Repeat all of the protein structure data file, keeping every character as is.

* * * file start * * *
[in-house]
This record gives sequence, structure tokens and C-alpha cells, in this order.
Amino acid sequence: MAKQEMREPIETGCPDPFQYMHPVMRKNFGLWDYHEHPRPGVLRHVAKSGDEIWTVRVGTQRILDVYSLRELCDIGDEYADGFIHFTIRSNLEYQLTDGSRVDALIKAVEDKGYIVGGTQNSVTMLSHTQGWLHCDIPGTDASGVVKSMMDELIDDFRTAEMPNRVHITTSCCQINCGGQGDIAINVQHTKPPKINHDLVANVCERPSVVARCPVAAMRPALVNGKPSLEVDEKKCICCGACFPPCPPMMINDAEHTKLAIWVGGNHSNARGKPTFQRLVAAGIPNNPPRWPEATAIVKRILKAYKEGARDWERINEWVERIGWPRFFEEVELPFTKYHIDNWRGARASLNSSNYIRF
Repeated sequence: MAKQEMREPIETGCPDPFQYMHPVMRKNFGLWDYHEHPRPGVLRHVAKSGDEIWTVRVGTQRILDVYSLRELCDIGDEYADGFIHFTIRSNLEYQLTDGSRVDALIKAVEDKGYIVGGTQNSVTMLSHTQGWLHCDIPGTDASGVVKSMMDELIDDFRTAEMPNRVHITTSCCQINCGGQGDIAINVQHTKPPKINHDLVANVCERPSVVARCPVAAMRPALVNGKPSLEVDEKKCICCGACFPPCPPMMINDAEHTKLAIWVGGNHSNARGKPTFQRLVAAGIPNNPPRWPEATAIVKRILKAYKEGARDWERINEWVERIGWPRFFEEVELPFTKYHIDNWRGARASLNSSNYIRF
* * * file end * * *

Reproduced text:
[in-house]
This record gives sequence, structure tokens and C-alpha cells, in this order.
Amino acid sequence: MAKQEMREPIETGCPDPFQYMHPVMRKNFGLWDYHEHPRPGVLRHVAKSGDEIWTVRVGTQRILDVYSLRELCDIGDEYADGFIHFTIRSNLEYQLTDGSRVDALIKAVEDKGYIVGGTQNSVTMLSHTQGWLHCDIPGTDASGVVKSMMDELIDDFRTAEMPNRVHITTSCCQINCGGQGDIAINVQHTKPPKINHDLVANVCERPSVVARCPVAAMRPALVNGKPSLEVDEKKCICCGACFPPCPPMMINDAEHTKLAIWVGGNHSNARGKPTFQRLVAAGIPNNPPRWPEATAIVKRILKAYKEGARDWERINEWVERIGWPRFFEEVELPFTKYHIDNWRGARASLNSSNYIRF
Repeated sequence: MAKQEMREPIETGCPDPFQYMHPVMRKNFGLWDYHEHPRPGVLRHVAKSGDEIWTVRVGTQRILDVYSLRELCDIGDEYADGFIHFTIRSNLEYQLTDGSRVDALIKAVEDKGYIVGGTQNSVTMLSHTQGWLHCDIPGTDASGVVKSMMDELIDDFRTAEMPNRVHITTSCCQINCGGQGDIAINVQHTKPPKINHDLVANVCERPSVVARCPVAAMRPALVNGKPSLEVDEKKCICCGACFPPCPPMMINDAEHTKLAIWVGGNHSNARGKPTFQRLVAAGIPNNPPRWPEATAIVKRILKAYKEGARDWERINEWVERIGWPRFFEEVELPFTKYHIDNWRGARASLNSSNYIRF